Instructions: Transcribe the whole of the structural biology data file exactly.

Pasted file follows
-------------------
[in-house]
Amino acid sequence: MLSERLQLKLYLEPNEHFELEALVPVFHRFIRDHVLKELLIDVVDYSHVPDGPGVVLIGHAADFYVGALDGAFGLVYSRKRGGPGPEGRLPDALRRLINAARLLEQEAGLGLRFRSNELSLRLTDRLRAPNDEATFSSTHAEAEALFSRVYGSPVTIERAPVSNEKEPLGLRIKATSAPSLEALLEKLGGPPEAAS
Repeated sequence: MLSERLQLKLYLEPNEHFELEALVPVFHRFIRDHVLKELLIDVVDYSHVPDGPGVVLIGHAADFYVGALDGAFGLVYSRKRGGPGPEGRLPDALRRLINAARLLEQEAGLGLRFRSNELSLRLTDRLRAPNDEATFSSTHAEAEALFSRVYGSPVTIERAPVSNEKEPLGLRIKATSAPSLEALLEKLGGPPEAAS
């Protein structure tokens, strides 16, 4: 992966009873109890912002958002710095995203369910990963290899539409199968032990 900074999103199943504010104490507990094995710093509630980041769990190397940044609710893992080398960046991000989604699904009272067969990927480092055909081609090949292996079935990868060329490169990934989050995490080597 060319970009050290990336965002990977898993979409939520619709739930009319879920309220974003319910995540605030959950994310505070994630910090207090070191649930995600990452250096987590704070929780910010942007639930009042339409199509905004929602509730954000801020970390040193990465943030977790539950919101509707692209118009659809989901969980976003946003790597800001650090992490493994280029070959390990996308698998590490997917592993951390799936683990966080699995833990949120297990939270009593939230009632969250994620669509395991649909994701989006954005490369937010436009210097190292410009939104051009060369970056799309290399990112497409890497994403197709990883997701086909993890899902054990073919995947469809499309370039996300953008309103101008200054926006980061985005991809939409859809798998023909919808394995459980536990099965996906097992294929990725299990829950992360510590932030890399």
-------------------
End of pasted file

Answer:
[in-house]
Amino acid sequence: MLSERLQLKLYLEPNEHFELEALVPVFHRFIRDHVLKELLIDVVDYSHVPDGPGVVLIGHAADFYVGALDGAFGLVYSRKRGGPGPEGRLPDALRRLINAARLLEQEAGLGLRFRSNELSLRLTDRLRAPNDEATFSSTHAEAEALFSRVYGSPVTIERAPVSNEKEPLGLRIKATSAPSLEALLEKLGGPPEAAS
Repeated sequence: MLSERLQLKLYLEPNEHFELEALVPVFHRFIRDHVLKELLIDVVDYSHVPDGPGVVLIGHAADFYVGALDGAFGLVYSRKRGGPGPEGRLPDALRRLINAARLLEQEAGLGLRFRSNELSLRLTDRLRAPNDEATFSSTHAEAEALFSRVYGSPVTIERAPVSNEKEPLGLRIKATSAPSLEALLEKLGGPPEAAS
């Protein structure tokens, strides 16, 4: 992966009873109890912002958002710095995203369910990963290899539409199968032990 900074999103199943504010104490507990094995710093509630980041769990190397940044609710893992080398960046991000989604699904009272067969990927480092055909081609090949292996079935990868060329490169990934989050995490080597 060319970009050290990336965002990977898993979409939520619709739930009319879920309220974003319910995540605030959950994310505070994630910090207090070191649930995600990452250096987590704070929780910010942007639930009042339409199509905004929602509730954000801020970390040193990465943030977790539950919101509707692209118009659809989901969980976003946003790597800001650090992490493994280029070959390990996308698998590490997917592993951390799936683990966080699995833990949120297990939270009593939230009632969250994620669509395991649909994701989006954005490369937010436009210097190292410009939104051009060369970056799309290399990112497409890497994403197709990883997701086909993890899902054990073919995947469809499309370039996300953008309103101008200054926006980061985005991809939409859809798998023909919808394995459980536990099965996906097992294929990725299990829950992360510590932030890399």